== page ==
Chemistry 1027A/B Chapter Notes - Chapter 17: Monoamine Oxidase, Messenger Rna, Tricyclic Antidepressant

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Published on 20 Apr 2013
Western University
Chemistry 1027A/B
of 7
Chemistry 1027B
Chapter 17: Chemistry and Medicine
Medicines, Prescription Drugs, and Diseases: The Top Tens
Over-the-counter drugs: those that can be bought in any supermarket or drugstore
Prescription drugs: cannot be purchased without instructions from a physician
o A substance is available only by prescription if:
It has potentially dangerous side effects
It should bused only by people with specific medical problems
It treats a condition so serious that a person with that condition should be under a doctor’s care
o The most prescribed drug in 2008 was Lipitor, which lowers blood cholesterol and stabilizes plaque while
acting as an anti-inflammatory
A drug is classified as one or the other by the Food and Drug Administration (FDA)
All drugs have a trade name and a generic name
o Trade name: the brand name, or the name used by the drug manufacturer
o Generic name: a drug’s generally accepted common chemical name
Once the patent protection on a drug has expired, it can be manufactured and marketed competitively by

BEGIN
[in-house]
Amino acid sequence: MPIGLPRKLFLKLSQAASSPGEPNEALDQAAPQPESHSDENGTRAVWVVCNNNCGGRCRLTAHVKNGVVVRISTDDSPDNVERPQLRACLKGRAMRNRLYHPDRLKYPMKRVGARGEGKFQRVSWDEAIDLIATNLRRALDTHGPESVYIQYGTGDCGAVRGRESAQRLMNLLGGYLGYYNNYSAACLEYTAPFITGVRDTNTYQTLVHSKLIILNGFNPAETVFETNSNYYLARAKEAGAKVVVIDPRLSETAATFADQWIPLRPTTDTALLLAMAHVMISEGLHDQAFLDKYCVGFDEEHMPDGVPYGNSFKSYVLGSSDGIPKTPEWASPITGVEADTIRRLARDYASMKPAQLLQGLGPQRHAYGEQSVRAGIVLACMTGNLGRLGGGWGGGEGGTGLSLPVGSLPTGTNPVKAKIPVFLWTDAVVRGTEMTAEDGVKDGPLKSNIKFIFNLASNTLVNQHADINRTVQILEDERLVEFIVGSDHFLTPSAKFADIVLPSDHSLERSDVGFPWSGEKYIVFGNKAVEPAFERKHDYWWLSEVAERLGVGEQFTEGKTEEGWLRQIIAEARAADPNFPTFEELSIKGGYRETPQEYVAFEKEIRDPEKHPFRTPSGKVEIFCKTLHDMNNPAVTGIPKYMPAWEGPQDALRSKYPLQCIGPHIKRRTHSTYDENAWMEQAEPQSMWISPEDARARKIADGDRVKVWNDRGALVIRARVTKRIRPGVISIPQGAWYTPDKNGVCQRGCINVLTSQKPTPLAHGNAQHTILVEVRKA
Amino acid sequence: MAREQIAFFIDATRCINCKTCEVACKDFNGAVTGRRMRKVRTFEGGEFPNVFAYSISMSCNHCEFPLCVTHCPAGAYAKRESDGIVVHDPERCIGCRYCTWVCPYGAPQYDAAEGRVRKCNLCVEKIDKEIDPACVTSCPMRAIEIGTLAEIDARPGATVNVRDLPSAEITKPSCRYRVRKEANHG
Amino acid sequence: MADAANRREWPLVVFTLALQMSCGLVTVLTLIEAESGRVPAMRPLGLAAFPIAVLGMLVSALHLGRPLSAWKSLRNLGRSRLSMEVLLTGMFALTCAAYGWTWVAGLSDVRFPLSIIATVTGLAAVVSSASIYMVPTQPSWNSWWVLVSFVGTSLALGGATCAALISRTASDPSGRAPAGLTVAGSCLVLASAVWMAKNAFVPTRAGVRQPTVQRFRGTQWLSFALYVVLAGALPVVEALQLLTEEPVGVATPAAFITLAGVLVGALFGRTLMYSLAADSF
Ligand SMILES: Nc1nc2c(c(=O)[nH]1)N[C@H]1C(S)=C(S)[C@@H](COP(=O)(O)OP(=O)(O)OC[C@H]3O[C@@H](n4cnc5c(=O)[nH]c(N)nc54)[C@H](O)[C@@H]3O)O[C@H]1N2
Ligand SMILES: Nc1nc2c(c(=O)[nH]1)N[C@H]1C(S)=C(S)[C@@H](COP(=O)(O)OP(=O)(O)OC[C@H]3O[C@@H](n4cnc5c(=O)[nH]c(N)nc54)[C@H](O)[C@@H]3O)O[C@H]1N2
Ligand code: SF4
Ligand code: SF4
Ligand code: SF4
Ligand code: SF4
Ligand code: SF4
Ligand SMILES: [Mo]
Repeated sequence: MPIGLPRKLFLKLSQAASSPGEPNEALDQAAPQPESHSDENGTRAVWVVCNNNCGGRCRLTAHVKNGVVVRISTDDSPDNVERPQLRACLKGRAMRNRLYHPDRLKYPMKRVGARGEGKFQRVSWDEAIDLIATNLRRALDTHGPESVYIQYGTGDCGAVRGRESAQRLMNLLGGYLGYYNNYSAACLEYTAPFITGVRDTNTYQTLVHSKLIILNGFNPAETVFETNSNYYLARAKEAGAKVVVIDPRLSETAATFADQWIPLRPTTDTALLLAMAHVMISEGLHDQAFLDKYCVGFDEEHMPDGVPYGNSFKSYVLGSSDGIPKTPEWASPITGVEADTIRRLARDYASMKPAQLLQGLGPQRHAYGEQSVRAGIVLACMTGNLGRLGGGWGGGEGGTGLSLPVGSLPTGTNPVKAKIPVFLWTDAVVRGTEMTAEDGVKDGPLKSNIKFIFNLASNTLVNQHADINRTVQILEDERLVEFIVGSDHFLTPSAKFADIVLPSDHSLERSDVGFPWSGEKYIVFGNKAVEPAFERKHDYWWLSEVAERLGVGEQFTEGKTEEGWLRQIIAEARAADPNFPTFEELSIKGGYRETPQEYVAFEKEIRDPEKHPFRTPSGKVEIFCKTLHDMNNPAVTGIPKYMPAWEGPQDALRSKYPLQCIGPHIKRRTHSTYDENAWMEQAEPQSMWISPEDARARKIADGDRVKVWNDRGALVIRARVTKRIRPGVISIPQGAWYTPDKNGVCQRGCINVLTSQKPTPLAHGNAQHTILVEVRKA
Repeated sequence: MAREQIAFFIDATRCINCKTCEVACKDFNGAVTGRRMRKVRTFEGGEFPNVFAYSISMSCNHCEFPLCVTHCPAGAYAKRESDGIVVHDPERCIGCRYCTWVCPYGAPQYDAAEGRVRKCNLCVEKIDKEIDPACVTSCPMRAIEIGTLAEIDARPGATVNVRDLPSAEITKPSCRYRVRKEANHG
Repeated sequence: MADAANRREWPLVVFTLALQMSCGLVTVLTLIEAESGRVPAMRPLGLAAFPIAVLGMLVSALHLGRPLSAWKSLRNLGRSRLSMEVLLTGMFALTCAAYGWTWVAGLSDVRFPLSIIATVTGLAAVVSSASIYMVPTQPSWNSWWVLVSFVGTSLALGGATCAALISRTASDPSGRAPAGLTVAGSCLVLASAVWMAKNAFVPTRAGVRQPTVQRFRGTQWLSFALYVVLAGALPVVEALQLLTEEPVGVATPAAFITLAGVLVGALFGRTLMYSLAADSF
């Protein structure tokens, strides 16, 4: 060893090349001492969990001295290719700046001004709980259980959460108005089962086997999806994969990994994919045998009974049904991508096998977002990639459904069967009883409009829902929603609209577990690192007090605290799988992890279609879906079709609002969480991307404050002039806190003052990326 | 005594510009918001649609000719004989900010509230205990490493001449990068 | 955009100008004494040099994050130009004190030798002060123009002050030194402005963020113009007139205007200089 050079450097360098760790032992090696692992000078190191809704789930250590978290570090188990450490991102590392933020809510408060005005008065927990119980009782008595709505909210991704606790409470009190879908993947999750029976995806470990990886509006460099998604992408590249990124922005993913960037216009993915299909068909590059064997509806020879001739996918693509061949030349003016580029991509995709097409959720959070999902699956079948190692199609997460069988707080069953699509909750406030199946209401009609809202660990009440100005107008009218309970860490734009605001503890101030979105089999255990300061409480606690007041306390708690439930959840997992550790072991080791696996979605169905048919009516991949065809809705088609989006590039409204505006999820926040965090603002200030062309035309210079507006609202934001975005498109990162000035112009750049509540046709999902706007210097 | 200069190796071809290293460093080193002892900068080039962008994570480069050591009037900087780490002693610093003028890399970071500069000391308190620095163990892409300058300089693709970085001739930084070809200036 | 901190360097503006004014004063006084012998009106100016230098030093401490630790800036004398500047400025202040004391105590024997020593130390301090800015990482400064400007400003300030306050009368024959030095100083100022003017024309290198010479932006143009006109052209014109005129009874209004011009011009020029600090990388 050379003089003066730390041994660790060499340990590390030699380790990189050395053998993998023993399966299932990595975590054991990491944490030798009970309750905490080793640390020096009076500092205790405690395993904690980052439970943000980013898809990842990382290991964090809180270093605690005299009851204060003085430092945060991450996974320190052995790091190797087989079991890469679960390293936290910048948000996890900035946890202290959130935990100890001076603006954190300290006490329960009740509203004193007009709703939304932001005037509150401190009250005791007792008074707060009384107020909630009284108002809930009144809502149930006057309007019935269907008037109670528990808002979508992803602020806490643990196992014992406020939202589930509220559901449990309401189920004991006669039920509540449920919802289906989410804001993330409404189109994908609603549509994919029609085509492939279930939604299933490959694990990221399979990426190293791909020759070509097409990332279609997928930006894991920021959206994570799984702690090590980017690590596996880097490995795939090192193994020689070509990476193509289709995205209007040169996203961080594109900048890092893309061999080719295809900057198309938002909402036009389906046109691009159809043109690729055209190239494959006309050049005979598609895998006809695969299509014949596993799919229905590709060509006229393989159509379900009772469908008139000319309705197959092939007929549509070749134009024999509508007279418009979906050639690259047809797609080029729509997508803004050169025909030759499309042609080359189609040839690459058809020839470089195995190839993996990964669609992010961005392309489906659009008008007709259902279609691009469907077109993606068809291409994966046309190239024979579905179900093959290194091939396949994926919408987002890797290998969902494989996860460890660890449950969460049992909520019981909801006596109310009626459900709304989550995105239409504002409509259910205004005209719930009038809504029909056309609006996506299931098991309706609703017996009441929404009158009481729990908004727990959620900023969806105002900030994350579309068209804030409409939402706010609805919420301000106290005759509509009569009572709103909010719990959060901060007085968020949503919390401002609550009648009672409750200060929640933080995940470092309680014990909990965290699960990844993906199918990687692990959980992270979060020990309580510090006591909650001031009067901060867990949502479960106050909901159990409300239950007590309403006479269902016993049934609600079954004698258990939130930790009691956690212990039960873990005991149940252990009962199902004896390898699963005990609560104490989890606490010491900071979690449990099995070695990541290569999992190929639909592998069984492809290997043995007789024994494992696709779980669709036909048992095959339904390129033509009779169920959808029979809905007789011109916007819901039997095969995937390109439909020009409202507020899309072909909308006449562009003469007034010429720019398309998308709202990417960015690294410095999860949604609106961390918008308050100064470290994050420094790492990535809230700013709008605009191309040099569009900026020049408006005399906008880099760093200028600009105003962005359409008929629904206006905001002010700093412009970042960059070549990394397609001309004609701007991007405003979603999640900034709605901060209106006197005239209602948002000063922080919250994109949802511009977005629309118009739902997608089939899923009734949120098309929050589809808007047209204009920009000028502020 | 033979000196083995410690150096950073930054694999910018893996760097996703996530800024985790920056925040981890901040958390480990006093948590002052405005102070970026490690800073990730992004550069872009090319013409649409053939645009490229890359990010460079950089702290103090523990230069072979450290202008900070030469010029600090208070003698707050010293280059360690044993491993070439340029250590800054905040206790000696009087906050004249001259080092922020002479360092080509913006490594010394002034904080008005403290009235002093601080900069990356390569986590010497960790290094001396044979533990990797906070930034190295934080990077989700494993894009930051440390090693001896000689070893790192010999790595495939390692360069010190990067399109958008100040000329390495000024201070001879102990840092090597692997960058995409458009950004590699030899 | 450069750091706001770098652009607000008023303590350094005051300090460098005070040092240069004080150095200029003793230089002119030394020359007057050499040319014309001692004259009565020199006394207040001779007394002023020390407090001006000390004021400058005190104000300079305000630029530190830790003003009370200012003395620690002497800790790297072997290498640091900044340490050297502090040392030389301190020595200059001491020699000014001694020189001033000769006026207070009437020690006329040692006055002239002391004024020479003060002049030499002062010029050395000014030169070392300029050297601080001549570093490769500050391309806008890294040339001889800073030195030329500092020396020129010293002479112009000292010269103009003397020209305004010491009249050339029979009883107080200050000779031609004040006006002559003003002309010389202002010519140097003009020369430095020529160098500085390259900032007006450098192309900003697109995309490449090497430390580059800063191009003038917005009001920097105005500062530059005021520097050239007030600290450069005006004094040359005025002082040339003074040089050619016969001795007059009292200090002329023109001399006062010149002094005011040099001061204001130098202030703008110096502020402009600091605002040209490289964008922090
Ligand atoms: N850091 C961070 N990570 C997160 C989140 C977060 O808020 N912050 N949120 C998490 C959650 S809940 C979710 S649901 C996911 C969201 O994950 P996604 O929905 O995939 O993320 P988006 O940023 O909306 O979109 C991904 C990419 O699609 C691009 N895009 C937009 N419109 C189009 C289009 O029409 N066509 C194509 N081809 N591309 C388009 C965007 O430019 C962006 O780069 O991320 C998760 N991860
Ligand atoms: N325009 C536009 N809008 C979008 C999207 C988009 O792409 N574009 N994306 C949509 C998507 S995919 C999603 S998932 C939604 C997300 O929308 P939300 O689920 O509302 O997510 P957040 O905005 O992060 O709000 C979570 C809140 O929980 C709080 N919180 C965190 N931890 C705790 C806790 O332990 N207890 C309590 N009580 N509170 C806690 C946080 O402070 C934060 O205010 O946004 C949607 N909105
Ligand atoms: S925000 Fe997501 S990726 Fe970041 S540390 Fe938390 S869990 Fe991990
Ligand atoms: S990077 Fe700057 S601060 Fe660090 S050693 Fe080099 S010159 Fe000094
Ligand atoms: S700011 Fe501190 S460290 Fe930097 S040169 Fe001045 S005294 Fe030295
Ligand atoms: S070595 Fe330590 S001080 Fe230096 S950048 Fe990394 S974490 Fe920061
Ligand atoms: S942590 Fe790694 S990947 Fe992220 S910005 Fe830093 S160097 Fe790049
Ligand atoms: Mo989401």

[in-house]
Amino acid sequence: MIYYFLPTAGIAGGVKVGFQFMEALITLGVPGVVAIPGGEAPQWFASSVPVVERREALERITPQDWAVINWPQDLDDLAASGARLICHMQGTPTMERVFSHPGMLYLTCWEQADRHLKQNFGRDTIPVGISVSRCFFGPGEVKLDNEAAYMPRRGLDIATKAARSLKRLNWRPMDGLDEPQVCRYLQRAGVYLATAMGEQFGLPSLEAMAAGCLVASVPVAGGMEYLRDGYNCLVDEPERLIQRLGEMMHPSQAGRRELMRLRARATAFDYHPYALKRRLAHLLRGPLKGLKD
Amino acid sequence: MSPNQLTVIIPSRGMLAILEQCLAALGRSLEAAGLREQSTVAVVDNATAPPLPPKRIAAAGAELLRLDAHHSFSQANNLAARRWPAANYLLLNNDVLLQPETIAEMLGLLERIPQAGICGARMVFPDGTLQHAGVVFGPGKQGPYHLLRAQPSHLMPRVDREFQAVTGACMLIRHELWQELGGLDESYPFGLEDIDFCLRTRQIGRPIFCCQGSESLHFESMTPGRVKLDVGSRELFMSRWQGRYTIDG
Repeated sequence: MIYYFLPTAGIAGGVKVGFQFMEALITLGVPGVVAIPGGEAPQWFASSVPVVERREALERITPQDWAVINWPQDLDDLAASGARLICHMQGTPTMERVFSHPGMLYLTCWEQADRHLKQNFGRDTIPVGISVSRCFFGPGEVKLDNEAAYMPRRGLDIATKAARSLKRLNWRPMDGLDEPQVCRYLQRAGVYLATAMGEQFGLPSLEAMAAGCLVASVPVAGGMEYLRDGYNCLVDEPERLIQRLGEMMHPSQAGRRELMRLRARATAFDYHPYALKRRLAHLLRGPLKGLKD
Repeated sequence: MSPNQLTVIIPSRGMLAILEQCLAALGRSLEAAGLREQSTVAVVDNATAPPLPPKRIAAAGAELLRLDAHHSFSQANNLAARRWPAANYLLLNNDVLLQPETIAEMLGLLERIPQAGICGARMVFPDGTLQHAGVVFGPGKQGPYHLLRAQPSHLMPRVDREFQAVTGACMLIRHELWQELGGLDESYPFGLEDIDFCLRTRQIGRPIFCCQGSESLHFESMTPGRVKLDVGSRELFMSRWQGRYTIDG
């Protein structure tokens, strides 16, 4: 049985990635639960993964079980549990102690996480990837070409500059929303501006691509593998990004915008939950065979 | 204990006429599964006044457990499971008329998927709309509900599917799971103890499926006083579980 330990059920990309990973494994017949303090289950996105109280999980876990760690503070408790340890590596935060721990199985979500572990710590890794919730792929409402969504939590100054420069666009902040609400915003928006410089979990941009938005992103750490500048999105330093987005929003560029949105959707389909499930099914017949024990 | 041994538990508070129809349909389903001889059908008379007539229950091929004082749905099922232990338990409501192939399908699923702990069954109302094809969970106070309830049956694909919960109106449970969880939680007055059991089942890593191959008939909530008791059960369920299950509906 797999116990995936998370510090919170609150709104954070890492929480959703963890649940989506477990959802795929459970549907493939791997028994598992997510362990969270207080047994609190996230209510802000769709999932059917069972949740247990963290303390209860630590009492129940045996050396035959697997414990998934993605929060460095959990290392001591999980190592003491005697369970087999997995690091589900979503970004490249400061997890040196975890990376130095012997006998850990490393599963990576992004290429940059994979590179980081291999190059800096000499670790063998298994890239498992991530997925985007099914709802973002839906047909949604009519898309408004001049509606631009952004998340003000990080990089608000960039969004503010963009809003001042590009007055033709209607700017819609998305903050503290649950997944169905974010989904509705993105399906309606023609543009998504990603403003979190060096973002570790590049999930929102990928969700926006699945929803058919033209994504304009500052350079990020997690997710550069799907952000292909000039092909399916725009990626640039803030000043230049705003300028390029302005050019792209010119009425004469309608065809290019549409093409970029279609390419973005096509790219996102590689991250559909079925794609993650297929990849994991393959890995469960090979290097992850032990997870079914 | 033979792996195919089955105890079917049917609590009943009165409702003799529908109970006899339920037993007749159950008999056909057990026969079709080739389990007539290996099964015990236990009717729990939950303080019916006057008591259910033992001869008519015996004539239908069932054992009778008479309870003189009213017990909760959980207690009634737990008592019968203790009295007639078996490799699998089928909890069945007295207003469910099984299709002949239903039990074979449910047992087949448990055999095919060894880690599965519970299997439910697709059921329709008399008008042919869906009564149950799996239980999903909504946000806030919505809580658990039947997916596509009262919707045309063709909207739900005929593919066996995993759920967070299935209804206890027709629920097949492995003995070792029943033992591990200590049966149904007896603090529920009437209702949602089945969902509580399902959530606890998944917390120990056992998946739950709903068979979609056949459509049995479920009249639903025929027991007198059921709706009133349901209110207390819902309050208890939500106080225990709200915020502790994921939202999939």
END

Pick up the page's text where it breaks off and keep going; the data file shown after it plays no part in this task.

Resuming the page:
many companies and prescribed by its generic name
Often, prescriptions written by the generic name are cheaper to fill
The dramatic decrease in infectious diseases since 1900 can be attributed in large measure to the development of
Also AIDS continues to be a very serious health issue, AIDS deaths in the U.S. have dropped dramatically due to
intensive educational programs regarding AIDS prevention and the development of drugs that, although unable to
cure AIDS, can prolong life expectancy dramatically
o The cost of these drugs has, at least in part, prevented their use on a worldwide basis
Drugs for Infectious Diseases
Infectious disease: a disease caused by microorganisms
Antibiotic: a substance produced by a microorganism that inhibits the growth of other microorganisms
o A person falls victim to an infectious disease when invading microorganisms multiply faster than the body’s
immune system can destroy them
o Help the immune system by either destroying invaders or preventing their multiplication
Pathogenic: capable of causing disease
Amoxicillin, the most-prescribed antibiotic, is a penicillin
All penicillins kill growing bacteria by preventing normal development of their cell walls
Unlike our cells and those of other animals, bacteria rely in a rigid cell wall
The rigidity is maintained by cross-linking bonds between peptide chains
Penicillins inhibit the enzyme that forms these cross links and prevent the reaction from occurring, causing the cell
to burst
Other Classes of Antibiotics
The cephalospirins are similar in structure to the penicillins and also act by disrupting cell wall synthesis